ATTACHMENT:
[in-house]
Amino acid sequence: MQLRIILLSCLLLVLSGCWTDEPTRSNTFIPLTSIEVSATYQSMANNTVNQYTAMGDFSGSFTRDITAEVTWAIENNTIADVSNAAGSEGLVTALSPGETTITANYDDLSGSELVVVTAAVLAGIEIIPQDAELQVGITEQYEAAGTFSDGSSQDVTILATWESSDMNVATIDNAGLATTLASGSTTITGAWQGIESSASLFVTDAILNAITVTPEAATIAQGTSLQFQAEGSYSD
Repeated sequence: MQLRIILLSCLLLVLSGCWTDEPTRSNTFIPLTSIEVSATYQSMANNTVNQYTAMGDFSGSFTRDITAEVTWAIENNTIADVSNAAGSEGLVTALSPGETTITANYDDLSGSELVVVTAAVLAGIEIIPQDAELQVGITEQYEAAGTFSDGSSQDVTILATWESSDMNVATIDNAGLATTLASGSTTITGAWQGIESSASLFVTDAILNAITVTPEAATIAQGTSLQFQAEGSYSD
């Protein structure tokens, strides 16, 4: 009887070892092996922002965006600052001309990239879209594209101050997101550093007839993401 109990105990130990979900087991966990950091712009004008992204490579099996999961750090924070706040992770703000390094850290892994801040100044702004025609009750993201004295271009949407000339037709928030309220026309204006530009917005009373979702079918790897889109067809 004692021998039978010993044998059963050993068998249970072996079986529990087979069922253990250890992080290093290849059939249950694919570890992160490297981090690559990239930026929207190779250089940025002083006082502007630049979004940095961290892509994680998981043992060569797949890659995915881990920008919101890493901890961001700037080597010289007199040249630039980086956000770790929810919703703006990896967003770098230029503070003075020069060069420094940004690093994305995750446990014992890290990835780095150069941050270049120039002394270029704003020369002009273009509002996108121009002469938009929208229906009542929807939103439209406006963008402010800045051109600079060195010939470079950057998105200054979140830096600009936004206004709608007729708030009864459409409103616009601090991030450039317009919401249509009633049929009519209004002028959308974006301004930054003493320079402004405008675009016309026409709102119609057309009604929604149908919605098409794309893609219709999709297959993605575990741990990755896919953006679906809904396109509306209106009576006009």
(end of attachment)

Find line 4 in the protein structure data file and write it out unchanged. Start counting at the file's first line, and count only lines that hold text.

């Protein structure tokens, strides 16, 4: 009887070892092996922002965006600052001309990239879209594209101050997101550093007839993401 109990105990130990979900087991966990950091712009004008992204490579099996999961750090924070706040992770703000390094850290892994801040100044702004025609009750993201004295271009949407000339037709928030309220026309204006530009917005009373979702079918790897889109067809 004692021998039978010993044998059963050993068998249970072996079986529990087979069922253990250890992080290093290849059939249950694919570890992160490297981090690559990239930026929207190779250089940025002083006082502007630049979004940095961290892509994680998981043992060569797949890659995915881990920008919101890493901890961001700037080597010289007199040249630039980086956000770790929810919703703006990896967003770098230029503070003075020069060069420094940004690093994305995750446990014992890290990835780095150069941050270049120039002394270029704003020369002009273009509002996108121009002469938009929208229906009542929807939103439209406006963008402010800045051109600079060195010939470079950057998105200054979140830096600009936004206004709608007729708030009864459409409103616009601090991030450039317009919401249509009633049929009519209004002028959308974006301004930054003493320079402004405008675009016309026409709102119609057309009604929604149908919605098409794309893609219709999709297959993605575990741990990755896919953006679906809904396109509306209106009576006009």